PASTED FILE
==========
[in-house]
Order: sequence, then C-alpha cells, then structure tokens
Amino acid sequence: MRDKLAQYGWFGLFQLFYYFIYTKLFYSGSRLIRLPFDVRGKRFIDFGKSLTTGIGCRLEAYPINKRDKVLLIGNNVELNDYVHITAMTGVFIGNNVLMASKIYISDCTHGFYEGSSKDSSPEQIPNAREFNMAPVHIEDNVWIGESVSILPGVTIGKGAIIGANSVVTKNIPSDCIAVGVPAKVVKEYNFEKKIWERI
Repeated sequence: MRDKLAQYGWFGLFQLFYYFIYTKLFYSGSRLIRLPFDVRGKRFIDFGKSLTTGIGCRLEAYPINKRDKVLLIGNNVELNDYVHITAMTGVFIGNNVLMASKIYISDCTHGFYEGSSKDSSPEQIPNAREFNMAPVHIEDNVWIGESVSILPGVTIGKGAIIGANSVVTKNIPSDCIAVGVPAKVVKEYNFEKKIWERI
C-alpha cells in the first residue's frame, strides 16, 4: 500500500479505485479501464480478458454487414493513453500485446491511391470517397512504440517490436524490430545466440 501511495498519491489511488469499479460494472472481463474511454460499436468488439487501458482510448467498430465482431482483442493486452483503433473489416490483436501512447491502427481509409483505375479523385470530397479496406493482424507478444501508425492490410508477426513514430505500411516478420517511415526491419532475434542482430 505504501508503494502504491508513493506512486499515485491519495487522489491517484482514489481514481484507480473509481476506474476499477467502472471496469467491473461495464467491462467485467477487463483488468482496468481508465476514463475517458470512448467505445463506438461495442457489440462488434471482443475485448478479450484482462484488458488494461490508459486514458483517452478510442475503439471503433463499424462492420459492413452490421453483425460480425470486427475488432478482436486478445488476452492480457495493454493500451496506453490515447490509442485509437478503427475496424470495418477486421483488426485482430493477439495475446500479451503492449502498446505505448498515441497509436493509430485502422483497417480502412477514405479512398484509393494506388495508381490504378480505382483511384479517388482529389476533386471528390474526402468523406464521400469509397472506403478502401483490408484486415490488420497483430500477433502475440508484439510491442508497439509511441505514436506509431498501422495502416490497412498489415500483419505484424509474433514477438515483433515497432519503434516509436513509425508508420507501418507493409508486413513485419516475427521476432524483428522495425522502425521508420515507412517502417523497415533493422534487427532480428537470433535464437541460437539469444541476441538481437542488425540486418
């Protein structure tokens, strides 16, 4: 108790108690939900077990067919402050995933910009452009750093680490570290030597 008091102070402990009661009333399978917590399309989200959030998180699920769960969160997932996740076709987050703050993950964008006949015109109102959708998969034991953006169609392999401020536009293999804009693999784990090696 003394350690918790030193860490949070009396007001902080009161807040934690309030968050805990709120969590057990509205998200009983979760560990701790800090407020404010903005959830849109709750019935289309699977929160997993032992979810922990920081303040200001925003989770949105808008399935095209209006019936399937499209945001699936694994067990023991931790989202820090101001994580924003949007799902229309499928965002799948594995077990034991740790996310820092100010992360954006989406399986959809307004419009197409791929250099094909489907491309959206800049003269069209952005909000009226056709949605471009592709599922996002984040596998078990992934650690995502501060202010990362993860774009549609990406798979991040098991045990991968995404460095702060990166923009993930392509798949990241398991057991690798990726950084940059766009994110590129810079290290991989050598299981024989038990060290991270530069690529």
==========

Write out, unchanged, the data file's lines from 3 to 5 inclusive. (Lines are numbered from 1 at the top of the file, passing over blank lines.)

Amino acid sequence: MRDKLAQYGWFGLFQLFYYFIYTKLFYSGSRLIRLPFDVRGKRFIDFGKSLTTGIGCRLEAYPINKRDKVLLIGNNVELNDYVHITAMTGVFIGNNVLMASKIYISDCTHGFYEGSSKDSSPEQIPNAREFNMAPVHIEDNVWIGESVSILPGVTIGKGAIIGANSVVTKNIPSDCIAVGVPAKVVKEYNFEKKIWERI
Repeated sequence: MRDKLAQYGWFGLFQLFYYFIYTKLFYSGSRLIRLPFDVRGKRFIDFGKSLTTGIGCRLEAYPINKRDKVLLIGNNVELNDYVHITAMTGVFIGNNVLMASKIYISDCTHGFYEGSSKDSSPEQIPNAREFNMAPVHIEDNVWIGESVSILPGVTIGKGAIIGANSVVTKNIPSDCIAVGVPAKVVKEYNFEKKIWERI
C-alpha cells in the first residue's frame, strides 16, 4: 500500500479505485479501464480478458454487414493513453500485446491511391470517397512504440517490436524490430545466440 501511495498519491489511488469499479460494472472481463474511454460499436468488439487501458482510448467498430465482431482483442493486452483503433473489416490483436501512447491502427481509409483505375479523385470530397479496406493482424507478444501508425492490410508477426513514430505500411516478420517511415526491419532475434542482430 505504501508503494502504491508513493506512486499515485491519495487522489491517484482514489481514481484507480473509481476506474476499477467502472471496469467491473461495464467491462467485467477487463483488468482496468481508465476514463475517458470512448467505445463506438461495442457489440462488434471482443475485448478479450484482462484488458488494461490508459486514458483517452478510442475503439471503433463499424462492420459492413452490421453483425460480425470486427475488432478482436486478445488476452492480457495493454493500451496506453490515447490509442485509437478503427475496424470495418477486421483488426485482430493477439495475446500479451503492449502498446505505448498515441497509436493509430485502422483497417480502412477514405479512398484509393494506388495508381490504378480505382483511384479517388482529389476533386471528390474526402468523406464521400469509397472506403478502401483490408484486415490488420497483430500477433502475440508484439510491442508497439509511441505514436506509431498501422495502416490497412498489415500483419505484424509474433514477438515483433515497432519503434516509436513509425508508420507501418507493409508486413513485419516475427521476432524483428522495425522502425521508420515507412517502417523497415533493422534487427532480428537470433535464437541460437539469444541476441538481437542488425540486418